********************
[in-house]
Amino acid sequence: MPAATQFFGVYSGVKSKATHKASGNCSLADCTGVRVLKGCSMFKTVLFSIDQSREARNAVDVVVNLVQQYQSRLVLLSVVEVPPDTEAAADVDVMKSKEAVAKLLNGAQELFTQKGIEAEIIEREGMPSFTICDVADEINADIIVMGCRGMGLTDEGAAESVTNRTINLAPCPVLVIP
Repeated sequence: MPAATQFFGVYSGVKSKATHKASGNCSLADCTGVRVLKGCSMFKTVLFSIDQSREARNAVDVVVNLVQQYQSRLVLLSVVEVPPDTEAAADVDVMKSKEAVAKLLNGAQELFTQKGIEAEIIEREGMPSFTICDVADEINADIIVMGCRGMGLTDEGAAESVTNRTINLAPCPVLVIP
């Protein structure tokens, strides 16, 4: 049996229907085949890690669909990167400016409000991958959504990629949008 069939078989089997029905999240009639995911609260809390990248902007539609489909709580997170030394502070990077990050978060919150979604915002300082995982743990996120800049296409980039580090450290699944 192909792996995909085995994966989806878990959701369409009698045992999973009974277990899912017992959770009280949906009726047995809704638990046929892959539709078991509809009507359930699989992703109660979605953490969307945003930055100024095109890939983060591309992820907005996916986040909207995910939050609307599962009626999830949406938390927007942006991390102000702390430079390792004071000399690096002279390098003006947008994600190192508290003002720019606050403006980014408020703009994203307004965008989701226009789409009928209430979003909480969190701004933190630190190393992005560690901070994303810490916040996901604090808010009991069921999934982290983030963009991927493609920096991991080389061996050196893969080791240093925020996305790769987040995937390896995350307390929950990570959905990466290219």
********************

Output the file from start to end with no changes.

[in-house]
Amino acid sequence: MPAATQFFGVYSGVKSKATHKASGNCSLADCTGVRVLKGCSMFKTVLFSIDQSREARNAVDVVVNLVQQYQSRLVLLSVVEVPPDTEAAADVDVMKSKEAVAKLLNGAQELFTQKGIEAEIIEREGMPSFTICDVADEINADIIVMGCRGMGLTDEGAAESVTNRTINLAPCPVLVIP
Repeated sequence: MPAATQFFGVYSGVKSKATHKASGNCSLADCTGVRVLKGCSMFKTVLFSIDQSREARNAVDVVVNLVQQYQSRLVLLSVVEVPPDTEAAADVDVMKSKEAVAKLLNGAQELFTQKGIEAEIIEREGMPSFTICDVADEINADIIVMGCRGMGLTDEGAAESVTNRTINLAPCPVLVIP
């Protein structure tokens, strides 16, 4: 049996229907085949890690669909990167400016409000991958959504990629949008 069939078989089997029905999240009639995911609260809390990248902007539609489909709580997170030394502070990077990050978060919150979604915002300082995982743990996120800049296409980039580090450290699944 192909792996995909085995994966989806878990959701369409009698045992999973009974277990899912017992959770009280949906009726047995809704638990046929892959539709078991509809009507359930699989992703109660979605953490969307945003930055100024095109890939983060591309992820907005996916986040909207995910939050609307599962009626999830949406938390927007942006991390102000702390430079390792004071000399690096002279390098003006947008994600190192508290003002720019606050403006980014408020703009994203307004965008989701226009789409009928209430979003909480969190701004933190630190190393992005560690901070994303810490916040996901604090808010009991069921999934982290983030963009991927493609920096991991080389061996050196893969080791240093925020996305790769987040995937390896995350307390929950990570959905990466290219």